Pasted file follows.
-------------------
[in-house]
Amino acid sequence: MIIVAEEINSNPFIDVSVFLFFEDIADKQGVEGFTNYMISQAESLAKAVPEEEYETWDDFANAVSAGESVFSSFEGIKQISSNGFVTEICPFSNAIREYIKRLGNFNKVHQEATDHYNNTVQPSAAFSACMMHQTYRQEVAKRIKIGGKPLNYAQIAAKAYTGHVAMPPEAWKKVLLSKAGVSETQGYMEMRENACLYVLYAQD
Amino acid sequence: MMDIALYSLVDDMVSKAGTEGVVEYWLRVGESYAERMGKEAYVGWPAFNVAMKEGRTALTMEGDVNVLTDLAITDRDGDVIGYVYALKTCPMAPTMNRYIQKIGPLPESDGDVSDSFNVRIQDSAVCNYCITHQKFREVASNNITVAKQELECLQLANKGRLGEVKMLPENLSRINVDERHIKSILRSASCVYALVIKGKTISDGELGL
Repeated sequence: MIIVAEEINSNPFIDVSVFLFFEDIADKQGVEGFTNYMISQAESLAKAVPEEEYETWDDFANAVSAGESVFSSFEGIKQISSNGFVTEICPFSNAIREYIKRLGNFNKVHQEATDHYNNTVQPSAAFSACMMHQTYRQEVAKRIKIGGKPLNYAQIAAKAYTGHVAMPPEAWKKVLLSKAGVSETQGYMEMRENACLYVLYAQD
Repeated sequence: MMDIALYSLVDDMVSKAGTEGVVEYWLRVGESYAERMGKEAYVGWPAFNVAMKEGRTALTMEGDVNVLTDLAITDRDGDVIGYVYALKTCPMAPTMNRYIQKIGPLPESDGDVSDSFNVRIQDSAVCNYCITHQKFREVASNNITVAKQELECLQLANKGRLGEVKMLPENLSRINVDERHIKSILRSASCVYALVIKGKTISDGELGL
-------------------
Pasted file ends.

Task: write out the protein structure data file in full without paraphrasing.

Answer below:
[in-house]
Amino acid sequence: MIIVAEEINSNPFIDVSVFLFFEDIADKQGVEGFTNYMISQAESLAKAVPEEEYETWDDFANAVSAGESVFSSFEGIKQISSNGFVTEICPFSNAIREYIKRLGNFNKVHQEATDHYNNTVQPSAAFSACMMHQTYRQEVAKRIKIGGKPLNYAQIAAKAYTGHVAMPPEAWKKVLLSKAGVSETQGYMEMRENACLYVLYAQD
Amino acid sequence: MMDIALYSLVDDMVSKAGTEGVVEYWLRVGESYAERMGKEAYVGWPAFNVAMKEGRTALTMEGDVNVLTDLAITDRDGDVIGYVYALKTCPMAPTMNRYIQKIGPLPESDGDVSDSFNVRIQDSAVCNYCITHQKFREVASNNITVAKQELECLQLANKGRLGEVKMLPENLSRINVDERHIKSILRSASCVYALVIKGKTISDGELGL
Repeated sequence: MIIVAEEINSNPFIDVSVFLFFEDIADKQGVEGFTNYMISQAESLAKAVPEEEYETWDDFANAVSAGESVFSSFEGIKQISSNGFVTEICPFSNAIREYIKRLGNFNKVHQEATDHYNNTVQPSAAFSACMMHQTYRQEVAKRIKIGGKPLNYAQIAAKAYTGHVAMPPEAWKKVLLSKAGVSETQGYMEMRENACLYVLYAQD
Repeated sequence: MMDIALYSLVDDMVSKAGTEGVVEYWLRVGESYAERMGKEAYVGWPAFNVAMKEGRTALTMEGDVNVLTDLAITDRDGDVIGYVYALKTCPMAPTMNRYIQKIGPLPESDGDVSDSFNVRIQDSAVCNYCITHQKFREVASNNITVAKQELECLQLANKGRLGEVKMLPENLSRINVDERHIKSILRSASCVYALVIKGKTISDGELGL